As the Indiana Humanities Council gears up for its theme program, Food for Thought, let me pause here to note that the Lawrence County Tourism Commission has provided a Dining Guide to the county, as well as other useful information.

Persimmon Pulp

Persimmon Pulp

Speaking of food, Mitchell, another notable town in Lawrence County, has a few claims to fame of its own. First, it’s the home of the Mitchell Persimmon Festival, held annually in September since 1947. My mother-in-law first introduced me to persimmon pudding, a Hoosier treat described as “a baked dessert with a taste similar to pumpkin pie filling but with the texture of gingerbread.” Sure enough, we had some for Thanksgiving this year.

I didn’t get to see much of Lawrence County on my first visit, which we spent hanging out with my husband’s old pals, but since then I’ve enjoyed a number of area attractions. Spring Mill State Park, a popular facility with a delightful inn, a pioneer village, and a memorial to Astronaut Gus Grissom, is a destination near Mitchell. And I have yet to visit Oolitic, but it’s one of my favorite Indiana town names.

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What-are-you-reading-Wednesday – Dying for Chocolate

September 30, 2009

Last weekend I read a mystery novel by Diane Mott Davidson, Dying for Chocolate. I was going through the Indiana Humanities Council’s collection of books for reading and discussion groups, looking for novels related to food. This book was one of several titles containing the word “chocolate” (Like Water for Chocolate, Chocolat), so I decided to give it a try.

First of all, it was a lot of fun. But I also discovered that Dying for Chocolate is a prime example of a subgenre that has become very popular in the last few decades – the culinary mystery. Like all detective fiction, it offers the satisfaction of an intellectual puzzle, on the one hand, and a morality play, on the other. The master detective solves the crime, and the wicked are caught and punished.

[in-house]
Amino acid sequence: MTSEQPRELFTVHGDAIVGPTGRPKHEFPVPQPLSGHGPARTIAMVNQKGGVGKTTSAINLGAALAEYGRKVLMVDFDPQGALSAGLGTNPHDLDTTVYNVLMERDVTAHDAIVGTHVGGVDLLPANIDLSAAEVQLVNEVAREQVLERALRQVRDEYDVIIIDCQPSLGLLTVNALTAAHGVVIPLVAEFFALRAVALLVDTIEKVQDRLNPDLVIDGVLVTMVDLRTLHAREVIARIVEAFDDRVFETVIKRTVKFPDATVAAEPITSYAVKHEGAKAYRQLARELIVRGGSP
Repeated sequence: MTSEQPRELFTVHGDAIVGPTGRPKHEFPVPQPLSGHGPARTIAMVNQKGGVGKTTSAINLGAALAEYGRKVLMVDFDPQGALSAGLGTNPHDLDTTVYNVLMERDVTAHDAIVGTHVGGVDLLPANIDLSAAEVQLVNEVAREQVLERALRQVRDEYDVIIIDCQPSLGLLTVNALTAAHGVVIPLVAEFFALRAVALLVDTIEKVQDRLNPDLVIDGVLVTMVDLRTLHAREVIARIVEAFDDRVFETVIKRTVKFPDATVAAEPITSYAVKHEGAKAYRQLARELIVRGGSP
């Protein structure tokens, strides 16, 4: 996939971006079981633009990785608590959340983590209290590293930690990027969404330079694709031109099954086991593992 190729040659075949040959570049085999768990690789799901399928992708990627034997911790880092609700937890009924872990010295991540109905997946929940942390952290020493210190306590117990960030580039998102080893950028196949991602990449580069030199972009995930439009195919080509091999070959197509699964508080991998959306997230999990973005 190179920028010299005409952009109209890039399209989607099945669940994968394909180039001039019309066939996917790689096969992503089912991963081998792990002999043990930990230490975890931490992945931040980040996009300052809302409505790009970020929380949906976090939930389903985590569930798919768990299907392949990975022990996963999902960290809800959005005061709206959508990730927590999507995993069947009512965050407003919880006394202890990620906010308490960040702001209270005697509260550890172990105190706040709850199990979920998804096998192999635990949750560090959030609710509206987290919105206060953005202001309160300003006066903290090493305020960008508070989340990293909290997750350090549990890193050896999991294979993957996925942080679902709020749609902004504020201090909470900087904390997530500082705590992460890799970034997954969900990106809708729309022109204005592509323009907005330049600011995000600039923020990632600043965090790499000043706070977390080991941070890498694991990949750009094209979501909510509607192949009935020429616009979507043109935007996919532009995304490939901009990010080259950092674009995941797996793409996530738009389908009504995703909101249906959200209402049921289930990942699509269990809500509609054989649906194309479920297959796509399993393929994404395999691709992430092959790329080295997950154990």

CookingThe culinary mystery, however, adds some delightful and delicious ingredients to the basic mix. Like other “cozy” mysteries, it often takes place in an idyllic setting, such as a small town or village, populated by easily recognizable characters, whether eccentric, endearing, or just ordinary. The detective is usually a woman who is a caterer, innkeeper, or other purveyor of food. In Dying for Chocolate, the heroine is a caterer and single mother who has to track down her boyfriend’s killer while coping with demanding clients and gourmet menus. Culinary mysteries often include recipes for the dishes described, and it’s hard to imagine the book group that could discuss this novel without at least a package of store-bought frosted brownies on hand.

The setting for Dying for Chocolate is Aspen Meadow, Colorado, but the Council’s collection also has culinary mysteries from other regions of the country. Joanne Fluke’s Chocolate Chip Cookie Murder is set at the Cookie Jar Bakery in Lake Eden, Minnesota, owned by Hannah Swenson. Tamar Myers’ No Use Dying Over Spilled Milk features Magdalena Yoder, Mennonite proprietor of the Pennsylvania Dutch Inn. Nancy Pickard’s The 27-Ingredient Chili Con Carne Murders takes sleuth Eugenia Potter from her New England base to her ranch in Arizona. As small business owners, these women have a lot on their plates.